There was another nasty flap during the ’89 gathering. The guy who was the Nevada state director for MUFON at the time, ex-CIA pilot John Lear, was so angry about not being given a speaking slot on the program that he organized a rival program wherein he and a few others presented some of the wildest conspiracy tales you have ever heard. Lear was — and is — an interesting guy, but one of his fellow outlaw speakers that year was a man who turned out to be pretty dangerous: William Cooper, whose tales of dark conspiracies grew more sinister and more grandiose each time he told them. Cooper was later shot and killed by police after a standoff in Arizona.
I seriously doubt there will be any shootouts or counter-conventions this year, but there should be some mind-bending ideas. Dr. David Jacobs, a history professor at Temple University, is one of the few academics in America who has the courage to tackle the otherwise taboo topic of alien abductions. Jacobs has taken a lot of grief over his work with hundreds of alleged abductees, but he has stood his ground. Another speaker who should be worth the price of admission is globetrotting journalist Paola Harris, with a report about an alleged UFO crash in 1945, and Robert Powell, with a review of thousands of radar reports of UFOs over Stephenville, Texas, in 2008.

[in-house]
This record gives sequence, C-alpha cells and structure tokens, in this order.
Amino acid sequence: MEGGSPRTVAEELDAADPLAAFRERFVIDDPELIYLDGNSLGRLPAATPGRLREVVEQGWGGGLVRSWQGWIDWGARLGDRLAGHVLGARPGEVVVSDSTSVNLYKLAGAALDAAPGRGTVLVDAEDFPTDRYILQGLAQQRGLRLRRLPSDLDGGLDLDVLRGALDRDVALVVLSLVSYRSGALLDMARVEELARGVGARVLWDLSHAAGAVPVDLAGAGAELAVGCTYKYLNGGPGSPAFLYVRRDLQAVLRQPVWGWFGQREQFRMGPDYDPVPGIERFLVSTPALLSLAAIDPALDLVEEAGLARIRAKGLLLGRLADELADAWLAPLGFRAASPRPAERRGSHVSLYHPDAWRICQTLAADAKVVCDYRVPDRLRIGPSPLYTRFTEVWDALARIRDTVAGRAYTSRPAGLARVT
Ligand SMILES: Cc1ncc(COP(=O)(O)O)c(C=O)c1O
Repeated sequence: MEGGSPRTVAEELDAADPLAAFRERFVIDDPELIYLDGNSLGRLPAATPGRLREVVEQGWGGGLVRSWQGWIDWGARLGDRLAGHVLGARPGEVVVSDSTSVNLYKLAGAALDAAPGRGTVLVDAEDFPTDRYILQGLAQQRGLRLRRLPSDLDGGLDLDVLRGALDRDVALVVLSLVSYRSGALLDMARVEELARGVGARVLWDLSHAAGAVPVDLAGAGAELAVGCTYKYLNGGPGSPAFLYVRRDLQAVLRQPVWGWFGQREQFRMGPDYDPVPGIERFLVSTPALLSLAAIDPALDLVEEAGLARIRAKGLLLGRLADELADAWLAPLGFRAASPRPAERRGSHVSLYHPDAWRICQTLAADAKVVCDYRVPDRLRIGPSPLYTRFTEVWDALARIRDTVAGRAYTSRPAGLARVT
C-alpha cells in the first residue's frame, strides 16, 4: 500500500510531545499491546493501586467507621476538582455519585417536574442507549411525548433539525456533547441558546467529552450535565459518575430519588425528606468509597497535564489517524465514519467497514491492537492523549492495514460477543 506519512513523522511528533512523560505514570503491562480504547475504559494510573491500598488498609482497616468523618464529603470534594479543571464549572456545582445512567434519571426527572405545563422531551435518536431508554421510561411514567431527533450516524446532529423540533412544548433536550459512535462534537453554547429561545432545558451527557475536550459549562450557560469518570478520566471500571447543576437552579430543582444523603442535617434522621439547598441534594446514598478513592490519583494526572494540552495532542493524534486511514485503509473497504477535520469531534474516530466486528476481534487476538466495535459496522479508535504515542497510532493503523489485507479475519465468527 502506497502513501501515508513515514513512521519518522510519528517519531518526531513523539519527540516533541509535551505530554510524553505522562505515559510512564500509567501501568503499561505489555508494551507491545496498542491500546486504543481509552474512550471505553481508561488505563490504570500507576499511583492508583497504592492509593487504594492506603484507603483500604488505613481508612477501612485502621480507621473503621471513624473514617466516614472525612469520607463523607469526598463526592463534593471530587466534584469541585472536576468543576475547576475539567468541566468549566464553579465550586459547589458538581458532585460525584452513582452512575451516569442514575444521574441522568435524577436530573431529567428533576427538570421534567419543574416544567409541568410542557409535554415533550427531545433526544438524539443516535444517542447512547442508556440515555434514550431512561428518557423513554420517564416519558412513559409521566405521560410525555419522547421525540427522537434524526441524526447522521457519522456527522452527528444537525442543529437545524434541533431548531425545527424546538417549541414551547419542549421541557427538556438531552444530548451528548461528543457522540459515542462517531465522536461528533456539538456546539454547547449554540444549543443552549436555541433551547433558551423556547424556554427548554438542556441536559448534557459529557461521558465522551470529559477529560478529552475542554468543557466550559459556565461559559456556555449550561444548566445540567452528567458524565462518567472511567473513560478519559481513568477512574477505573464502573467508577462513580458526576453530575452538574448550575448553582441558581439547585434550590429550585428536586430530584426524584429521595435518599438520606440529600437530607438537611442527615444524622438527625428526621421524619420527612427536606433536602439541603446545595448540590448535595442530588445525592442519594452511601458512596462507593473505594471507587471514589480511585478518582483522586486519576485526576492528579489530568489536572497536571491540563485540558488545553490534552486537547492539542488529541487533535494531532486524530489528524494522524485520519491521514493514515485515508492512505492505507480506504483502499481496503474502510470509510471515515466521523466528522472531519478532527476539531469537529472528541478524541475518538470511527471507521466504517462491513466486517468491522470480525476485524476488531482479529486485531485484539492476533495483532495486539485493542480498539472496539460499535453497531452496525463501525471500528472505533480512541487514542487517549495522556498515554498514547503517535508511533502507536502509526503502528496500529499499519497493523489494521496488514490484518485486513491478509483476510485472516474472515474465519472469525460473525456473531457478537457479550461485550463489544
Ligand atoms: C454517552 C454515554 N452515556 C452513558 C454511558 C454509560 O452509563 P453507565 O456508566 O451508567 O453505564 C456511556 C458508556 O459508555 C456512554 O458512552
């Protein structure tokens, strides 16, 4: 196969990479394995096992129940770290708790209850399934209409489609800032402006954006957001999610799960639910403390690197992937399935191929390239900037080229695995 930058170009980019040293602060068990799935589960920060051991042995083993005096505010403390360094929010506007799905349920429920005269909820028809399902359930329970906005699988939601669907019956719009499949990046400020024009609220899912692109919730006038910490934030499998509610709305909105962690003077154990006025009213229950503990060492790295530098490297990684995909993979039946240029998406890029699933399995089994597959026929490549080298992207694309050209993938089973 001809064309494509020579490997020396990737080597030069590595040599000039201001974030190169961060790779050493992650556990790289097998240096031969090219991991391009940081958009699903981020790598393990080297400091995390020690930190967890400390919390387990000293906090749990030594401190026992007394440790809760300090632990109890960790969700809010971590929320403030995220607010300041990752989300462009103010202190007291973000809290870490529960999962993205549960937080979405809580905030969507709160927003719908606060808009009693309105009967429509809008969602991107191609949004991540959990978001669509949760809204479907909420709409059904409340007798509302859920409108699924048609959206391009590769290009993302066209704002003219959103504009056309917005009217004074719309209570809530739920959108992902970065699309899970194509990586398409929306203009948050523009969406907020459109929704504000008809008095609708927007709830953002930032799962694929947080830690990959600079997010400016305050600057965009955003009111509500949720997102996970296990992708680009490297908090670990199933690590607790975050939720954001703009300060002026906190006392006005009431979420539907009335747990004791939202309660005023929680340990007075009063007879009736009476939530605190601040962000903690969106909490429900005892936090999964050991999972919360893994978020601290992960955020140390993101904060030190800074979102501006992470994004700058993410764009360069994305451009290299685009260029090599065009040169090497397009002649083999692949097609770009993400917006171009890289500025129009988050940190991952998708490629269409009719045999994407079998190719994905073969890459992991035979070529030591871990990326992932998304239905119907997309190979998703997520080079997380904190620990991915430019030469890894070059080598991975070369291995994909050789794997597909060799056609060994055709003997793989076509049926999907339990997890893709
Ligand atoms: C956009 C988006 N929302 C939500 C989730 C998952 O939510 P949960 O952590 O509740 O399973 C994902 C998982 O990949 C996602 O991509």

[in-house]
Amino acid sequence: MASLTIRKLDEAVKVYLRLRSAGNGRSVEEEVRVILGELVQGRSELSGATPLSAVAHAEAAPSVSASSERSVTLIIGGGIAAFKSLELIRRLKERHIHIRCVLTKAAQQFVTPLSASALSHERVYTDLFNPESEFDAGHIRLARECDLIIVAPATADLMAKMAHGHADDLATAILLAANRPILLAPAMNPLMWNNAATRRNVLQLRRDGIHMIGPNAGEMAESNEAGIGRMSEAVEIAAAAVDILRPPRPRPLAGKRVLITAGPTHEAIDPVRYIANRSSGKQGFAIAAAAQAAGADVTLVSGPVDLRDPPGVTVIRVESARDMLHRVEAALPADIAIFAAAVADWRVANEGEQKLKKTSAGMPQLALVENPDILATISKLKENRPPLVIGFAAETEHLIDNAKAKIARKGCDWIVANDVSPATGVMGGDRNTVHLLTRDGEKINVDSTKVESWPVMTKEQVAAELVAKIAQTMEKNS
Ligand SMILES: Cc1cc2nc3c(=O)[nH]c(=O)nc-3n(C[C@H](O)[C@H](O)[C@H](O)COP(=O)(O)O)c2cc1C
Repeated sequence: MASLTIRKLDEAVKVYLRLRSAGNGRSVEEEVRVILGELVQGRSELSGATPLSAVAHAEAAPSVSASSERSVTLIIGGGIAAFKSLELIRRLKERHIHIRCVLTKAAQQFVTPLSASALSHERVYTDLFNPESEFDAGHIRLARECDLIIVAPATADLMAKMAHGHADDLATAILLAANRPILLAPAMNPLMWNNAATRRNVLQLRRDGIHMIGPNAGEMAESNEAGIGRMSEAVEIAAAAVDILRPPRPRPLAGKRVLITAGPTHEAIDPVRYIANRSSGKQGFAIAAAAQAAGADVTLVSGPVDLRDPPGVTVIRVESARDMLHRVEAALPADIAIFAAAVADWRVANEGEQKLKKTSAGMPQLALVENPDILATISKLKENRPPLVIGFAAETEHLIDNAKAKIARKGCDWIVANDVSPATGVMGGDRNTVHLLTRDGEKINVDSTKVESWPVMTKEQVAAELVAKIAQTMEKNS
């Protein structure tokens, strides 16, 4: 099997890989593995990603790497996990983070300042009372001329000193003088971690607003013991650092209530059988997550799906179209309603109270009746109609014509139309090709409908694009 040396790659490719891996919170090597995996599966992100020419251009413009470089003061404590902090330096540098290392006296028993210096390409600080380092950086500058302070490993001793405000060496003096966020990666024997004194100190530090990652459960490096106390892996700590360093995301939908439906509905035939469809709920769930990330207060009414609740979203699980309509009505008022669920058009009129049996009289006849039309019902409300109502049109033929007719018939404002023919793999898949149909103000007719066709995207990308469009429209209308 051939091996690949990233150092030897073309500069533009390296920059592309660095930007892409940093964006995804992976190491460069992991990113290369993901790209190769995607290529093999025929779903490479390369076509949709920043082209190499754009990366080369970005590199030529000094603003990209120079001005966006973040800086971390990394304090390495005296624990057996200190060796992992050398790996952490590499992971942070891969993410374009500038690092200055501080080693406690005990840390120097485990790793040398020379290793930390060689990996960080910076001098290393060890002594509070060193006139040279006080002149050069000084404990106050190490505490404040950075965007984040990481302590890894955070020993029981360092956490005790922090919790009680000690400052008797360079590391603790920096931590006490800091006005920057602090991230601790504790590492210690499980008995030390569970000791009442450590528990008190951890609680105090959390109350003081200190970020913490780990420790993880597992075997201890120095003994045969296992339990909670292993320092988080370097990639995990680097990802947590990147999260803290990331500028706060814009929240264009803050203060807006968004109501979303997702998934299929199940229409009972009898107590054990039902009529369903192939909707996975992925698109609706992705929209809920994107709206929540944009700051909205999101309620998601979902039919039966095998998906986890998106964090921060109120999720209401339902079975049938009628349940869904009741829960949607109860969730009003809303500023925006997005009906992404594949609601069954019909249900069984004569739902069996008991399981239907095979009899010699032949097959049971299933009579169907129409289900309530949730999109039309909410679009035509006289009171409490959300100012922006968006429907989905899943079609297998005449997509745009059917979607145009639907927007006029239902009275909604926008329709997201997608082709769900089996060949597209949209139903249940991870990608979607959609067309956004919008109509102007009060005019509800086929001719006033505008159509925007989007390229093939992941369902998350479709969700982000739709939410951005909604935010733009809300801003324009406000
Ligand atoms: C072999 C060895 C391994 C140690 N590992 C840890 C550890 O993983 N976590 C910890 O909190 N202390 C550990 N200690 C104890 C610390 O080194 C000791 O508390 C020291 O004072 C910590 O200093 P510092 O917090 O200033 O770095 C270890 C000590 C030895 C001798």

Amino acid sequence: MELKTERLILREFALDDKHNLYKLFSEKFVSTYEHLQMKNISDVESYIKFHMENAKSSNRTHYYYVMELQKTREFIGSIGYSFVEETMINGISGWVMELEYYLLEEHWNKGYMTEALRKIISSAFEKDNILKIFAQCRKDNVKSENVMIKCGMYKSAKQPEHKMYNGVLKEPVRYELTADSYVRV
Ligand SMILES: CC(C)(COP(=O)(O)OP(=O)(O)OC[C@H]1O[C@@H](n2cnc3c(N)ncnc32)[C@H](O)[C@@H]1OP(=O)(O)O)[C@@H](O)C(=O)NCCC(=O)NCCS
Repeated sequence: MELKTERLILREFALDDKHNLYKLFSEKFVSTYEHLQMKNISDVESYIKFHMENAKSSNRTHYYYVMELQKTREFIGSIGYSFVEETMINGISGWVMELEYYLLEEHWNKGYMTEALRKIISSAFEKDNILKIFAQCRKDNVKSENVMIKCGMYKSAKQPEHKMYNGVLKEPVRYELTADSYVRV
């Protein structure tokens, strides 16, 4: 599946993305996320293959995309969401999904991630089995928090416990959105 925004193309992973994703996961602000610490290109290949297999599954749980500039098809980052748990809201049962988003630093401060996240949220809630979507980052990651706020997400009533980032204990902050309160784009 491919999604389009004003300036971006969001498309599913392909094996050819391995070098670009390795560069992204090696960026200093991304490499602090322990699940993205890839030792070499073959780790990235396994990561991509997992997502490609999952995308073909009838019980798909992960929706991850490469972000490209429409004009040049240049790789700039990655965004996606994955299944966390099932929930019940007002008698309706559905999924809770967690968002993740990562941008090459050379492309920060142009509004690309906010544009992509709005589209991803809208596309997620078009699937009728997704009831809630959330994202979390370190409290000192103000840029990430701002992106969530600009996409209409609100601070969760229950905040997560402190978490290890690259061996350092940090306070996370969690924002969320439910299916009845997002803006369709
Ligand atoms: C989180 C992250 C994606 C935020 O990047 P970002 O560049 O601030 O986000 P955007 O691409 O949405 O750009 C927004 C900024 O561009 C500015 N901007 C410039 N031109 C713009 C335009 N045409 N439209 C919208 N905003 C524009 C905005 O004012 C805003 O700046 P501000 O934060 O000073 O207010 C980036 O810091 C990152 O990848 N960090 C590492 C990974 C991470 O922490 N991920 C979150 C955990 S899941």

Skeptics — and by that I mean people who need to see proof before they make up their minds — are more than welcome. The event kicks off on Friday and is headquartered at the JW Marriott. This is a pretty good lineup of credible speakers, but, if the whole thing degenerates into a gigantic UFO food fight, so much the better.
GEORGE KNAPP is a Peabody Award-winning investigative reporter for KLAS Channel 8.